Today in Johnson City History: June 21

June 21, 1870: The Republican Banner, a newspaper in Nashville, reported, “D. Bowman, of Johnson City, has received a patent for a millstone dress.” This was something that was used in the milling process.

June 21, 1882: The Morristown Gazette reported, “We regret to learn that the dwelling house of Capt. Shade Harris, one mile above Johnson City, was destroyed by fire. Nothing but a few articles of household furniture was saved. The fire broke out about twelve o’clock on last Tuesday night and is thought to be the work of an incendiary. We did not learn the amount of insurance, if any. It was a very fine residence, and Mr. Harris’ loss must be considerable.”

June 21, 1884: The Comet opined that “The time has come that the post office should be in a much larger building with a broad platform in front, instead of the little one plank sled-runner thing of the present one.”

June 21, 1888: The Comet reported, “Mr. Al Ayers, of Richmond, arrived in the city this morning. Mr. Ayers’ brother has leased the Roan Mountain Hotel and Mr. Al Ayers will have charge of it this season. He will leave for the Mountain to-morrow (sic). Ike Jobe, of this city, will run the hack line from the station to the top of the mountain. Cloudland will be open by the first of July.”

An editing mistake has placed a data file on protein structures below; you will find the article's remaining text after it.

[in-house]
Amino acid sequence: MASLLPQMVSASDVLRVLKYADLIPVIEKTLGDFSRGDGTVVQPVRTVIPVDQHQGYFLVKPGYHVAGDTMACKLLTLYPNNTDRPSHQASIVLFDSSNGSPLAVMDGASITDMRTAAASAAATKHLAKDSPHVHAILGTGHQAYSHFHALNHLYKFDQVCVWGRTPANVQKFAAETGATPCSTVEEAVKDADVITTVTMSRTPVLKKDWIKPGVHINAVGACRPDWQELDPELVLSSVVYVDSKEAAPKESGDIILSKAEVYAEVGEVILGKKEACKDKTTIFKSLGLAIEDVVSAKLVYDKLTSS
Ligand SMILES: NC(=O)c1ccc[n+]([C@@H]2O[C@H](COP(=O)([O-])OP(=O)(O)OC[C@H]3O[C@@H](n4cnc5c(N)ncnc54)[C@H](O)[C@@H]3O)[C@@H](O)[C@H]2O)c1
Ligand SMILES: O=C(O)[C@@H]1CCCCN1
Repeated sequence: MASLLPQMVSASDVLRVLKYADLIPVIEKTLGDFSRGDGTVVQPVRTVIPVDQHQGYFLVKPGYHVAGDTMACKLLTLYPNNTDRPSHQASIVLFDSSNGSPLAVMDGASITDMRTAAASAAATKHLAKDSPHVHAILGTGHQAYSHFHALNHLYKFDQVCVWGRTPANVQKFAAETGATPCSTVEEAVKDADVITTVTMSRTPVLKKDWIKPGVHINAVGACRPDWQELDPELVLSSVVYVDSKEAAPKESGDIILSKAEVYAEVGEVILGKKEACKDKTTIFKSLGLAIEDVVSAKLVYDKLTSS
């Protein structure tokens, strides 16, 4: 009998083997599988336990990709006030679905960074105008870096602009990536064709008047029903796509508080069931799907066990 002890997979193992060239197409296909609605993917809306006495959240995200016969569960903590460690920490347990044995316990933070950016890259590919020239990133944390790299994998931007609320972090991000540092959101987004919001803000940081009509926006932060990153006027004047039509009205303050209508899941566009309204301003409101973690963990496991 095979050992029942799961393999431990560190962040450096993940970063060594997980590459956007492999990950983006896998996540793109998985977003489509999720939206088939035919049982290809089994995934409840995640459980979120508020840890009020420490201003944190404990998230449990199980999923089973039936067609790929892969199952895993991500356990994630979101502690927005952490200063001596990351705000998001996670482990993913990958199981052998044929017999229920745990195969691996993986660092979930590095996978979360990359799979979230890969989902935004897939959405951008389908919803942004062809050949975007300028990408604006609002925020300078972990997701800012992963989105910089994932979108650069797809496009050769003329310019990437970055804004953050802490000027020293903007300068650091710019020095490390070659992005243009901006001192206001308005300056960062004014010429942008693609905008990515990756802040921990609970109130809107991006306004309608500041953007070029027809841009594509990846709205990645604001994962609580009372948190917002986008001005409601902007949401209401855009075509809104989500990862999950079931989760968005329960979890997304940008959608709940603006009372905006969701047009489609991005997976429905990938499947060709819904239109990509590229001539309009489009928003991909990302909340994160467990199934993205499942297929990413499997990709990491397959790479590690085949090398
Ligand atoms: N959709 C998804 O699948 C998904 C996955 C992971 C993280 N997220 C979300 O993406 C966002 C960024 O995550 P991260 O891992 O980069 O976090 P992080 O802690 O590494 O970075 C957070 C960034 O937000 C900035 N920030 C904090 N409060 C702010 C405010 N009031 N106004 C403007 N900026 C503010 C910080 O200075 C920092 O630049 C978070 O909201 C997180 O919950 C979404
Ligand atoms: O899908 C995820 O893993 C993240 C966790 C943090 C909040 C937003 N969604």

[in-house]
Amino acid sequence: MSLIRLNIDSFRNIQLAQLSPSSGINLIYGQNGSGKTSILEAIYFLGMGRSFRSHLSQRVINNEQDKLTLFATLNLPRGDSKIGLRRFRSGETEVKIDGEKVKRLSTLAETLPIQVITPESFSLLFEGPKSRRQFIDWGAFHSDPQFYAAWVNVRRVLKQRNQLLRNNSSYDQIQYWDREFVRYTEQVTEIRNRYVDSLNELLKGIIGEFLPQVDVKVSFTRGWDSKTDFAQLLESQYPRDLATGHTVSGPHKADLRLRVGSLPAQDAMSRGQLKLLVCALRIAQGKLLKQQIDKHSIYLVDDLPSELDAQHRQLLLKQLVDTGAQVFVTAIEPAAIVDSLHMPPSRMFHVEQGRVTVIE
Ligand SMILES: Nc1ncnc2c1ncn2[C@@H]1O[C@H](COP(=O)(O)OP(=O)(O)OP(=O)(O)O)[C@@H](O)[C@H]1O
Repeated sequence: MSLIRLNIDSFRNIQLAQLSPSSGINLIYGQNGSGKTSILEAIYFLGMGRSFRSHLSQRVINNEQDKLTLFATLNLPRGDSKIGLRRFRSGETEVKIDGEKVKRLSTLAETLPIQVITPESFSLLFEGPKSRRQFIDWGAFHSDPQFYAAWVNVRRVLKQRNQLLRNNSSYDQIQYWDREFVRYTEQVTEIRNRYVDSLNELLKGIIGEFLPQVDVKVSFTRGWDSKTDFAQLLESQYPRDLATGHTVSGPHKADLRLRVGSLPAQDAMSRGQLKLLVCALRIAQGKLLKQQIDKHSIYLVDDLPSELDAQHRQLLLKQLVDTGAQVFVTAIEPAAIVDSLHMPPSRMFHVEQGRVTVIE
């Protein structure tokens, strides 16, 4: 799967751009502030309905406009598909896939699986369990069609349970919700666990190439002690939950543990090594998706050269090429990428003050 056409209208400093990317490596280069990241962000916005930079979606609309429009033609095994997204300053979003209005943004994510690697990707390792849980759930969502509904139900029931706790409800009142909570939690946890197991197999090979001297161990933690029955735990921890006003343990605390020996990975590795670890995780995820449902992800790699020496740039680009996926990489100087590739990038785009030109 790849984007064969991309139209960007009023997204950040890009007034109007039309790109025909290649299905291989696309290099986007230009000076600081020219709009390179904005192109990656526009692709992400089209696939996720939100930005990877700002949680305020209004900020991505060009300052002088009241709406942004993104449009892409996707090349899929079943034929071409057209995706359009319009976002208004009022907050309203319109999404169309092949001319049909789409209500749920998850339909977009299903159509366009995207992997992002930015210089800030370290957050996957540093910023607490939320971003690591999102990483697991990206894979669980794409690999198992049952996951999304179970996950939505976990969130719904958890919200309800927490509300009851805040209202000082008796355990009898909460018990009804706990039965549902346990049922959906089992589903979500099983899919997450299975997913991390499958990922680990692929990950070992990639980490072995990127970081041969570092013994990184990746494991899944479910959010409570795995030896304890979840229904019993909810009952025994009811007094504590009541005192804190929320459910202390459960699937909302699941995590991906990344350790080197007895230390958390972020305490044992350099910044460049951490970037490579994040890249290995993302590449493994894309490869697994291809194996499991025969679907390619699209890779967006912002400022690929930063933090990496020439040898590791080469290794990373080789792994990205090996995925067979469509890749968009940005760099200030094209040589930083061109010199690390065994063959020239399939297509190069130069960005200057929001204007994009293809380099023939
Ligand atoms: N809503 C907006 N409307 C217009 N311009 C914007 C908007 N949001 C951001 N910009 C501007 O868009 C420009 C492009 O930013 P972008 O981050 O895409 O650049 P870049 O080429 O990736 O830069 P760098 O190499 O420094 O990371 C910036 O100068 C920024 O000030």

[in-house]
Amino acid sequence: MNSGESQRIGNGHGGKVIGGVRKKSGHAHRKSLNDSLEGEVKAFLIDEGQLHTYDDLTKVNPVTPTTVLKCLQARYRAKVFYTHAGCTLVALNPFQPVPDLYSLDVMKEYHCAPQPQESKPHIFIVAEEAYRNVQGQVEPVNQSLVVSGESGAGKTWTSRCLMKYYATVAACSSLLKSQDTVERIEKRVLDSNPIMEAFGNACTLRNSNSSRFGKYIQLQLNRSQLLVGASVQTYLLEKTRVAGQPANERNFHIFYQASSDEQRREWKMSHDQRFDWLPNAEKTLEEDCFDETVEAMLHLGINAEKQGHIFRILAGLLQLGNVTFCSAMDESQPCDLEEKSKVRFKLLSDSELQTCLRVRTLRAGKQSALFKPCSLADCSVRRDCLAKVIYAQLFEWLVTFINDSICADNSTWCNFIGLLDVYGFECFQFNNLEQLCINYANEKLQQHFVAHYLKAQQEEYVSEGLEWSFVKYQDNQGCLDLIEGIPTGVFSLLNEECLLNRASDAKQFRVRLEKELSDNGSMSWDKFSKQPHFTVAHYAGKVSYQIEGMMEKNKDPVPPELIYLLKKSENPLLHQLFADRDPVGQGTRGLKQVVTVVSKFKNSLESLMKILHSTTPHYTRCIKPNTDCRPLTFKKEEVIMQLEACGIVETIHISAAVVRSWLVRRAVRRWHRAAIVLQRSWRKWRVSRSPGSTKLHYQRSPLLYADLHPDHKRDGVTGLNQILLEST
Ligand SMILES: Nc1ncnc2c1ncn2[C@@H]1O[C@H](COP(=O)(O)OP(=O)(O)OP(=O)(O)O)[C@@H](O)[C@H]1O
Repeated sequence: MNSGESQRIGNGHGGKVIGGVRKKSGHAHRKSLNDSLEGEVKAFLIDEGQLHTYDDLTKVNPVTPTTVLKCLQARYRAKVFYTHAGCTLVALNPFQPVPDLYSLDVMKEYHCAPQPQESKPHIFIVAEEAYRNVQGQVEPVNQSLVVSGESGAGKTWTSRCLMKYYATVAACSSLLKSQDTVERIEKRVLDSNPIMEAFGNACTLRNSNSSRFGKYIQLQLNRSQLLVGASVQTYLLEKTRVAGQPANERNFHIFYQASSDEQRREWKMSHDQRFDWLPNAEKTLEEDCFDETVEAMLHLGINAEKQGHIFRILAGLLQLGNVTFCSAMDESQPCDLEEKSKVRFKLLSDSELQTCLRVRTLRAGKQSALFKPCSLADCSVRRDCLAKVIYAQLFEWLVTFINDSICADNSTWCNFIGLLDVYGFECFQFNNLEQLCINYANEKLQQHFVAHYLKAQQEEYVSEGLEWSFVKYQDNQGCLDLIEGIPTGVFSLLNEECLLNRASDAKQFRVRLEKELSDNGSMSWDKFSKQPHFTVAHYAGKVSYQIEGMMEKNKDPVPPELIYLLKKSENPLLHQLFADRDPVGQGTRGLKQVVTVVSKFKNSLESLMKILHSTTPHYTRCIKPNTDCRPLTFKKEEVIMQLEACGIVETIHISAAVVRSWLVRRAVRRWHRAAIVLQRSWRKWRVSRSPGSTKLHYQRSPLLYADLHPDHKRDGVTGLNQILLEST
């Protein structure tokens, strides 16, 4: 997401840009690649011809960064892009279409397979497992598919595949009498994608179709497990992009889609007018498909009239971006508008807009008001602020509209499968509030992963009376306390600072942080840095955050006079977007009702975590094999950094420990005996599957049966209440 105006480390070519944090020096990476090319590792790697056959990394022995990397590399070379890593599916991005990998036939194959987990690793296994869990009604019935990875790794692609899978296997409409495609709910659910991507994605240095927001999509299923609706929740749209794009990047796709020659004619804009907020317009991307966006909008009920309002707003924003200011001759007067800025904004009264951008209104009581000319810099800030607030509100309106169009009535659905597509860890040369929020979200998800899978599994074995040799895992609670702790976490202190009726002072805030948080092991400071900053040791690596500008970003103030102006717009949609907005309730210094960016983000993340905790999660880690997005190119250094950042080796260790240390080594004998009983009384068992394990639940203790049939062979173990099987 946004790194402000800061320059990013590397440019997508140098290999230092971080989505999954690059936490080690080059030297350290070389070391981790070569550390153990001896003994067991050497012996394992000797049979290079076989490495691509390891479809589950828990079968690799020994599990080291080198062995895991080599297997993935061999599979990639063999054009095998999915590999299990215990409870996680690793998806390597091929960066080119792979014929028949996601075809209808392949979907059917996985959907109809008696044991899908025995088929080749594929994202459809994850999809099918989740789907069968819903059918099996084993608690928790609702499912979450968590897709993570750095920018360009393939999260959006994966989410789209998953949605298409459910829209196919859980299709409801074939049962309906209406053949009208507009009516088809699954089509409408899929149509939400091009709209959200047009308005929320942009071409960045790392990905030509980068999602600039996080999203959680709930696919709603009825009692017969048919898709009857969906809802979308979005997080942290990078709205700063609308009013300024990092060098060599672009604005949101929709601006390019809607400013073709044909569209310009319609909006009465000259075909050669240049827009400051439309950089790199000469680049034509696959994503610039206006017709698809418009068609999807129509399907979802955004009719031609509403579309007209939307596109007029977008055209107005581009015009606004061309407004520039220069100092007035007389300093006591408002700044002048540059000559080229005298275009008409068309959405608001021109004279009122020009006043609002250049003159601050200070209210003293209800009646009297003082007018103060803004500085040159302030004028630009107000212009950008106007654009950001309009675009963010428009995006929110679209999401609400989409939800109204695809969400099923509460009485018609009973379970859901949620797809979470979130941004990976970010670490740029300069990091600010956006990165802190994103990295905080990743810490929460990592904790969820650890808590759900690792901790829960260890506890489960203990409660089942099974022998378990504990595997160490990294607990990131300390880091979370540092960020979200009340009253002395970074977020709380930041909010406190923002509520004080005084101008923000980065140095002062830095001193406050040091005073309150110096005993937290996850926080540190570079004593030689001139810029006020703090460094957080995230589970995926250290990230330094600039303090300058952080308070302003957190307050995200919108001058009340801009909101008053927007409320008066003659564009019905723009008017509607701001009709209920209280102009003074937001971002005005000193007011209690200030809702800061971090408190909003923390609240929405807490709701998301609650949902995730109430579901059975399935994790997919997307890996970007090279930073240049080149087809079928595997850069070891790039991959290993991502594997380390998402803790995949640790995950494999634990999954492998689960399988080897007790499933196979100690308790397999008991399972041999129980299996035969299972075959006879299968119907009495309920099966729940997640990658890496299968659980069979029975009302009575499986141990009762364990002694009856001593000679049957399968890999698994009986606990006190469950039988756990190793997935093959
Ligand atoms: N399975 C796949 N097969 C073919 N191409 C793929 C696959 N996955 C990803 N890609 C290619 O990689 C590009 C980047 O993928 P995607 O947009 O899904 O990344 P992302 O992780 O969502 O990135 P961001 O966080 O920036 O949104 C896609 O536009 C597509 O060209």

June 21, 1906: Forty thousand black bass minnows from the fish hatchery in Unicoi had been stocked in the Watauga River. The launching was superintended by Game Warden Wolfe and James A. Martin.

June 21, 1953: The proprietors of Cox’s Lake invited people to cool off with swimming while picnicking. Once known as Lake Watusee, Cox’s Lake was a private reservoir on Cobb Creek in northeast Johnson City off the old Bristol Highway, now East Oakland Avenue. It has since been drained, hence we have Lakeview Avenue with no lake.

June 21, 1961: Woolworth’s advertised ladies’ Jamaica shorts and blouses for 88 cents, close out records 5 for $1 or 22 cents each, and beach hats for $1.49-$2.

Sources: Republican Banner; Morristown Gazette; The Comet; Johnson City Press-Chronicle; Ted Bowers/Johnson City, Tennessee, Memories.

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